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The exterior of a MoneyTree branch in Carson City, as seen on Feb. 22, 2017. (David Calvert/The Nevada Independent)

For most people, taking out a loan with a 652 percent interest rate would be unthinkable.

But for thousands of Nevadans short on rent or needing cash, that’s the average interest rate placed on loans granted at ubiquitous high-interest, short term lenders such as MoneyTree, Dollar Loan Center or TitleMax.

Nevada has approximately 95 licensed payday lenders with more than 300 branches, who report making a significant number of loans every year — more than 836,000 deferred deposit loans, nearly 516,000 title loans and up to 439,000 high-interest loans in 2016 alone. Nationwide, it’s estimated that 11 percent of American adults took out a payday loan within the last two years.

And of the 35 states that allow high interest loans without a rate cap, Nevadans pay the fifth highest on average interest rates at 652 percent, according to the Center for Responsible Lending.

Stymied in their efforts to enact a slew of new and expanded consumer protections on high-interest loans — most notably a proposed payday loan database that died on the last day of the 2017 legislative session — advocates are looking to build a broader coalition, including the faith community, before the next Legislature kicks off in February.

At a recent forum hosted by the Legal Aid Center of Southern Nevada and a host of progressive groups at a church across the street from UNLV, the message was clear — greater awareness of the industry and how high-interest lending works is needed across all communities.

“They didn’t read the contract, they didn’t understand or whatever. But just from a Christian standpoint, that what’s Jesus came to do, to help the lowly,” Robin Collins from Green Valley United Methodist Church said. “He came to help the sick, He didn’t come to help the well. So we’re supposed to take care of our brothers and sisters, take care of a widow, take care of an orphan.”

Members of the payday lending industry say they are unfairly stigmatized and provide much-needed access to quick credit that traditional banks or lending institutions do not. Their arguments are bolstered by dozens of lobbyists and hundreds of thousands of dollars in campaign contributions to top candidates.

Still, it’s been more than a decade since the last substantial changes to consumer protection laws on high-interest loans, and advocates — primarily general welfare groups like the Legal Aid of Southern Nevada, a cadre of progressive organizations and the faith-based coalition Nevadans for the Common Good — are looking to the 2019 Legislature as a chance to push for new consumer protections and limits on high-interest lenders.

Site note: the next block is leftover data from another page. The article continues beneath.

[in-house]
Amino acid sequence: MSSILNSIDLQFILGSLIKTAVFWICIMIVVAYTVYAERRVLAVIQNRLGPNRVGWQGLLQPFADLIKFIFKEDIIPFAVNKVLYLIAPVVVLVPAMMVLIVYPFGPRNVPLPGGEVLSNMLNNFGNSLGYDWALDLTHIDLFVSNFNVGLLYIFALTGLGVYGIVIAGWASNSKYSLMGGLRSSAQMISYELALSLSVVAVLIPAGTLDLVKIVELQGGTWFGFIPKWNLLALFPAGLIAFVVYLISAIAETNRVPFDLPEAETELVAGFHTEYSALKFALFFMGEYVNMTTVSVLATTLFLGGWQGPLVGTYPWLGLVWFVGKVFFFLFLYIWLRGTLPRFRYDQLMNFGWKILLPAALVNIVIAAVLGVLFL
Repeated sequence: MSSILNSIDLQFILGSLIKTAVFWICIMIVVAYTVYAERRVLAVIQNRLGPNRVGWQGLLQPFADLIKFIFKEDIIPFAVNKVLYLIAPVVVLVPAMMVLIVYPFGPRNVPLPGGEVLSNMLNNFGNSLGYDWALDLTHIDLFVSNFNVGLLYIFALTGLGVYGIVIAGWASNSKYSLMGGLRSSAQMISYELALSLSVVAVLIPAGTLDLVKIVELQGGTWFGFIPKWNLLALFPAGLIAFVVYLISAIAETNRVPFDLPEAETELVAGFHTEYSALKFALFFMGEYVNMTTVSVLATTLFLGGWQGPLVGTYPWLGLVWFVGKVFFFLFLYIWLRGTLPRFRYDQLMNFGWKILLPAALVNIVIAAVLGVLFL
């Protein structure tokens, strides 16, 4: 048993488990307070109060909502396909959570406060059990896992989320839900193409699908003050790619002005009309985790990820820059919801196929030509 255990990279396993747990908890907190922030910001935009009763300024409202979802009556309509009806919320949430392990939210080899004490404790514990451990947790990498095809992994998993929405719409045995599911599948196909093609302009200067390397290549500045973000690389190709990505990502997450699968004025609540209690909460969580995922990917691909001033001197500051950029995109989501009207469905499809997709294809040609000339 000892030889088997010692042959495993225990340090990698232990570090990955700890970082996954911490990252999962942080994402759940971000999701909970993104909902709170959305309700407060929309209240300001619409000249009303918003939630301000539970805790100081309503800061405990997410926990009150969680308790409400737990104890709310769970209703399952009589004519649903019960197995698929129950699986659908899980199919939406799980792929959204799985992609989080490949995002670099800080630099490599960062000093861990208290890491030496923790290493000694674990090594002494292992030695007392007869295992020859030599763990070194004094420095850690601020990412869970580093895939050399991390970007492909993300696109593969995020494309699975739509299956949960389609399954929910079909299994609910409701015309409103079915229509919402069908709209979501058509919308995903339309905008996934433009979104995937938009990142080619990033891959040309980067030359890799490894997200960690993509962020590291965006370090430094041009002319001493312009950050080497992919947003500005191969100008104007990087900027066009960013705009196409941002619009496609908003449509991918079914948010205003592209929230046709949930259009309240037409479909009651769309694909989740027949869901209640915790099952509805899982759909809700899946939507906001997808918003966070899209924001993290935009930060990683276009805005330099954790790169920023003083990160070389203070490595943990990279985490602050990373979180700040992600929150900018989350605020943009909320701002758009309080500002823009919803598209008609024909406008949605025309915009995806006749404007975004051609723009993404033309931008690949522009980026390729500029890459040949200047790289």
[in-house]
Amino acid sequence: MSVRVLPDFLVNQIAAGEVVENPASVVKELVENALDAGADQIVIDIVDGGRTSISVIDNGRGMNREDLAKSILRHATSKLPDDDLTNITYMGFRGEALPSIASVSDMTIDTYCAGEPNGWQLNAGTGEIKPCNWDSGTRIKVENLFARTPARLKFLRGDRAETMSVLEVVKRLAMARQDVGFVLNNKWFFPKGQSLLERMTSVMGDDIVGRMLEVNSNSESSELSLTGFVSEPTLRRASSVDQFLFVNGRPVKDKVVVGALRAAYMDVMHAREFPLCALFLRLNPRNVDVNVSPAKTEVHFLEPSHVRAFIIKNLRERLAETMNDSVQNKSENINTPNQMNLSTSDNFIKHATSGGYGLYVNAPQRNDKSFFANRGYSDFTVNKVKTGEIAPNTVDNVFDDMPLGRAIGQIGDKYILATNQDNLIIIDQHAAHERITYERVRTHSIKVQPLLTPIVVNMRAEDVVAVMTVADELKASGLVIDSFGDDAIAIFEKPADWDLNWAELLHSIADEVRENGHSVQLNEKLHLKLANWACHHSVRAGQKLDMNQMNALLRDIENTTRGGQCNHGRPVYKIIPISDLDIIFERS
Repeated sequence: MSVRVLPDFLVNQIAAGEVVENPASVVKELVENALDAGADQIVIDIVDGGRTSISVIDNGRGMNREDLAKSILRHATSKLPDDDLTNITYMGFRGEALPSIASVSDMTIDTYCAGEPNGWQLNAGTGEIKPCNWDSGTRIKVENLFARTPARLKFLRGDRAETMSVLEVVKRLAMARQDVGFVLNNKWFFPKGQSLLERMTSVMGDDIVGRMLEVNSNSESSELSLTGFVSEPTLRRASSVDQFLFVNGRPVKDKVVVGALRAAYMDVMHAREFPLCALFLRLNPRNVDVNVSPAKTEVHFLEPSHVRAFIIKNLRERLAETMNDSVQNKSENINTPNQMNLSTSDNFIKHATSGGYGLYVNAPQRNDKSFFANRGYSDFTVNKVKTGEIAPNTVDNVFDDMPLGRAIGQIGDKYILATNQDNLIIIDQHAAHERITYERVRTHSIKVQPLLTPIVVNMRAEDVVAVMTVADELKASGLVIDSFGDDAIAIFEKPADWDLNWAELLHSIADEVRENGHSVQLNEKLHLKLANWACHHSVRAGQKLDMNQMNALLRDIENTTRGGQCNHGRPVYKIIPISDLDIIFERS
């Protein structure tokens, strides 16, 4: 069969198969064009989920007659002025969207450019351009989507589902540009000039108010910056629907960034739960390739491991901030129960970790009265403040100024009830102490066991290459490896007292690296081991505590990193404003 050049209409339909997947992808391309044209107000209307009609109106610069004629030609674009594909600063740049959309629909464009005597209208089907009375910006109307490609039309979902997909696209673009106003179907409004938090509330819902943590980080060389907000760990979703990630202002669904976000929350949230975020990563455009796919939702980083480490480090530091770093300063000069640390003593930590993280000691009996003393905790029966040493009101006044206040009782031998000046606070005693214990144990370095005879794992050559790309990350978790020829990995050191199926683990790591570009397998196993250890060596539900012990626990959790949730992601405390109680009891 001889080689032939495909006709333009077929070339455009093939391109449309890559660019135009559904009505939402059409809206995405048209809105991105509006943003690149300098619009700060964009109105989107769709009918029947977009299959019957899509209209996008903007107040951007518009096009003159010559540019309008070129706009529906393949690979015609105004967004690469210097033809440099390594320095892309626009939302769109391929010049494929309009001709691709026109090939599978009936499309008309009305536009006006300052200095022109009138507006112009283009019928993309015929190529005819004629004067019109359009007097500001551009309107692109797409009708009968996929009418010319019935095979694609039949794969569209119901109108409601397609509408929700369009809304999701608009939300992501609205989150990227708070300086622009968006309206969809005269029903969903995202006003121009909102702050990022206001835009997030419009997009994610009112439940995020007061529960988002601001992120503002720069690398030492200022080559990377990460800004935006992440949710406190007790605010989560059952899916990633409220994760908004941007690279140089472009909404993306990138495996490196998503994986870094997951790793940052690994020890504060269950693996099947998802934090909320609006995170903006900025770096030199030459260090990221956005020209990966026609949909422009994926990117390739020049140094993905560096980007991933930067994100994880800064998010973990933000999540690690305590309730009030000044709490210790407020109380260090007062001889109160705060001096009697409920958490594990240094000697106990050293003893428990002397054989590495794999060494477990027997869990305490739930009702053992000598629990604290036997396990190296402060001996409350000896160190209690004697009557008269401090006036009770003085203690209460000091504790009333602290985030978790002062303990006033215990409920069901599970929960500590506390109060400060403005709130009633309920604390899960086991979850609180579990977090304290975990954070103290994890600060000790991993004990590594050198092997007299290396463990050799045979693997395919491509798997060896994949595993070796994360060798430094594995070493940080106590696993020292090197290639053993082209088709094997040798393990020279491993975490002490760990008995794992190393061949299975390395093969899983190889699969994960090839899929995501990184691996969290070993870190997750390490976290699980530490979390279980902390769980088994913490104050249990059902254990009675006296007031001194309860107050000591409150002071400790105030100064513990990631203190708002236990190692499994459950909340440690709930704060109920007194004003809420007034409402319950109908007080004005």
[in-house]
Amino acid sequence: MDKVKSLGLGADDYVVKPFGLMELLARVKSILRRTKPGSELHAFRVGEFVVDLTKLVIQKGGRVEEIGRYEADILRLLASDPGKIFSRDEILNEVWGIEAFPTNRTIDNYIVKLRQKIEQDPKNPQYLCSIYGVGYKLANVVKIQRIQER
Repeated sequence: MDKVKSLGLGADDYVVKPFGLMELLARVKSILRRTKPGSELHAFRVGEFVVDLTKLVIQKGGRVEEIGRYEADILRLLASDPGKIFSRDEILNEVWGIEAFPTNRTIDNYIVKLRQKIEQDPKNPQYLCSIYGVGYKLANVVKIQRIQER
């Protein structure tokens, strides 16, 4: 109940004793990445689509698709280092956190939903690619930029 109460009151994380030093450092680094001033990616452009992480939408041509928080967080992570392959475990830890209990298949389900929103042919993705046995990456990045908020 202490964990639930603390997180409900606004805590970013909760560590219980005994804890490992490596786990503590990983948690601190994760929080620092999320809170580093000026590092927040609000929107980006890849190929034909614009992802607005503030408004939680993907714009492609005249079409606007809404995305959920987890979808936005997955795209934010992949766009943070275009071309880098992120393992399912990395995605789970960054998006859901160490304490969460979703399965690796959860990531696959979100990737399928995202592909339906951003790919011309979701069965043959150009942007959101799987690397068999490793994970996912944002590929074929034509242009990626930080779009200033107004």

Organizers said their efforts, including the September forum, are not about supporting a specific piece of legislation or concept, but more to raise awareness around the high-interest lending practices ahead of what will likely be a ferocious fight in 2019.

“A lot of people know what the storefronts are but have no idea what goes on inside,” Legal Aid policy director Bailey Bortolin said in an interview. “They can sing the jingle but they don’t understand the contract.”

Payday loans

Though usually painted with a broad brush of “payday” lenders, Nevada law allows for several types of high-interest loans (defined as more than a 40 percent annual percentage interest rate) to be offered to the public.

These range from title loans, where the title of a car is put up as collateral for a loan, a check-cashing service, a tax income refund anticipation loan and deferred deposit or “payday” loans, where individuals agree to transfer money to a lender at a later date in return for an upfront payment.

Each type of loan has various restrictions and regulations, such as limiting the length of the loan period and the number of loan extensions. Nevada law also requires lenders offer a repayment plan if a customer defaults on a payment before repossessing a car or proceeding with a civil lawsuit.

Advance America executive Jamie Fuller, whose company operates nearly a dozen branches in Nevada, said that the industry when well-regulated gives people without access to traditional banking options the ability to access small amounts of money, which they otherwise would not be able to access or would obtain through loan sharks or other shady sources.

“If you regulate the industry out of business, you’ve done absolutely nothing to address the consumers need for small dollar credit,” he said.

Nevada’s law sets forth a slew of protections once a person defaults on a loan, including capping interest rates on outstanding balances owed and requiring companies give customers up to 90 days to make the payment.

But advocates, including Nevada Legal Aid Center attorney Tennille Pereira, say that customers often don’t take advantage of the protections offered by a default due to the social stigma or because they’ve been led to believe they can extended the loans through “grace” periods or extensions, which don’t contain the same protections and limits on interest rates.

“What they don’t understand is they just didn’t get the consumer protections that are built into the system that allows them to get out of debt, reduce the interest rate, instead of just making this snowball bigger,” she said.